April 22, 2016 |
S teuart and Michelle Pincombe are spending a year living in a trailer, traveling through the United States and Canada, spreading the word about the power classical music can have in surprising places. Tuesday night the couple stopped at Dock Street Brewery at 50th and Baltimore Streets, where Steuart played Baroque cello while an attentive standing-room-only crowd quenched its thirst for Bach and beer chosen to somehow match each other. Our critics weigh in on the evening.
March 13, 2016 |
'Why?" is a question every aspiring journalist is taught to ask - and answer. Yet, in my current incarnation as an art critic, when I find myself confronting a work and asking "Why?"
November 20, 2015 |
Brother Daniel Burke, 89, former president of La Salle College and founder-director of the La Salle University Art Museum, died Saturday, Nov. 14, from cardiac problems at De La Salle Hall, a nursing home for members of the Christian Brothers in Lincroft, N.J. Born in Pittsburgh, he received bachelor's, master's, and doctoral degrees, all in English, from Catholic University of America. He taught English at West Catholic High School and elsewhere before joining the faculty at La Salle, now a university, in 1957 as an assistant professor of English.
December 27, 2014 |
'With your big eyes and your big lies . . . ," Lana Del Rey purrs over the end titles of Tim Burton's Big Eyes . It's a sultry, albeit hardly subtle coda to a wondrously strange true story about art and heartbreak, intellectual property theft, and the subjugation of women. Specifically, the subjugation of one Margaret Keane (Amy Adams) by husband Walter Keane (Christoph Waltz), who in the 1960s claimed his wife's paintings of saucer-eyed waifs as his own. Signed simply "Keane" (often followed by a copyright symbol)
April 18, 2014 |
Edward J. Sozanski, 77, art critic for The Inquirer, who over three decades became a major figure in describing and documenting the city's cultural transformation from regional byway to the national main stage, died suddenly Monday, April 14, in Gladwyne. The cause of death has not been determined. Whether writing about America's first sculptor, William Rush, or art from Korea's Joseon dynasty, or the way John Cage's musical "scores" looked on the page, Mr. Sozanski always sought to directly engage the art and provide his readers with an utterly independent critical judgment.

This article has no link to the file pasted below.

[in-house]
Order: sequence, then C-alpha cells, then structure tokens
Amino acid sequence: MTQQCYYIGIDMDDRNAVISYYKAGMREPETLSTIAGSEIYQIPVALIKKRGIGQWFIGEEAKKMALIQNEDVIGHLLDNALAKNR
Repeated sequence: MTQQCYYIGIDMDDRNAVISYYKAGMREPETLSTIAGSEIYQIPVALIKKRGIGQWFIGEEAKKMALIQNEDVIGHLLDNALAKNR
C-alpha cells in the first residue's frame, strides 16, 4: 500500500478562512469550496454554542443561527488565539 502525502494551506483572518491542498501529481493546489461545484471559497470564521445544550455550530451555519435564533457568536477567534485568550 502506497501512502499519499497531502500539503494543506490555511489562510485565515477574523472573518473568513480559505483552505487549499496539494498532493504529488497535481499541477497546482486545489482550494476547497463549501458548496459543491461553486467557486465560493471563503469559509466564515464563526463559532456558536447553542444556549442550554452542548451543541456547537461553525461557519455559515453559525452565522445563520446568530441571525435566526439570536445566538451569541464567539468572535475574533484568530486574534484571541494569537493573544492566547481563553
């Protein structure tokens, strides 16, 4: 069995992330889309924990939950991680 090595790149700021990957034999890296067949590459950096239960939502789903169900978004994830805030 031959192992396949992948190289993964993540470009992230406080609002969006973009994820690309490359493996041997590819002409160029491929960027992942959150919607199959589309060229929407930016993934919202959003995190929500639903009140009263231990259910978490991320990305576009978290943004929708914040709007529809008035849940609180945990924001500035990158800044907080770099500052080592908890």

February 12, 2013 |
Last year, curators at the Pennsylvania Academy of the Fine Arts began planning an all-female art exhibition. Organizers hoped it would facilitate a debate about whether feminism is still needed in modern art, but they weren't sure audiences would find the topic worthy of debate. Then came Ken Johnson, a New York Times art critic who in only six sentences sparked an impassioned controversy that has played out for months on his Facebook page, arts blogs, an online petition and, on Sunday evening, a sold-out panel discussion at PAFA on the very topic the curators wanted to discuss all along.
September 26, 2012 |
Murray Dessner, 77, a tall and handsome painter whose canvases were suffused with light and color and who deployed a keen and supportive critical judgment to the benefit of generations of students at the Pennsylvania Academy of the Fine Arts, died Saturday in Philadelphia. His wife of 27 years, Linda, said the cause was cancer. Mr. Dessner was born in South Philadelphia, attended the academy in the 1960s, and began teaching there in 1970, becoming one of the most respected and beloved faculty members until illness forced his retirement at the end of 2011.
August 9, 2012
Robert Hughes, 74, the eloquent, combative art critic and historian who lived with operatic flair and wrote with a sense of authority that owed more to Zola or Ruskin than to his own century, died Monday at Calvary Hospital in the Bronx. He died after a long illness, said his wife, Doris Downes. With a Hemingwayesque build and the distinctively rounded vowels of his native Australia, Mr. Hughes became as familiar a presence on TV as in print, over three decades for Time magazine, where he was chief art critic and often a traditionalist scourge in an era when art movements fractured into unrecognizability.
March 30, 2012
Former New York Times chief art critic Hilton Kramer, 84, died Tuesday. His wife, Esta, said he had had a blood disease. He had been in an assisted-living facility in Harpswell, Maine. Mr. Kramer started as an art critic in the early 1950s and joined the Times in 1965 as art-news editor. He became chief art critic in 1973. He left the newspaper in 1982 and became founding editor of the New Criterion magazine, a monthly journal that critiques the arts and other topics. - AP
November 14, 2011
TAKE YOUNGMAN (PLEASE!) Think of Jayson Musson as the Sacha Baron Cohen of the art world and Hennessy Youngman as an art critic Ali G (see youtube.com/user/Youngman). "The Grand Manner," Musson's exhibit at the Pennsylvania Academy of the Fine Arts through Feb. 5, features Youngman's criticism of their great works via cellphone tour. Youngman will do one of his typically hysterical presentations at 11:30 a.m. Thursday at PAFA, 128 N. Broad St. It's free. 215-972-7600, pafa.org. OTHERWORLDLY DANCE Chunky Move's riveting, 60-minute work "Connected" launches Dance Celebration's 29th season, "Out of this World.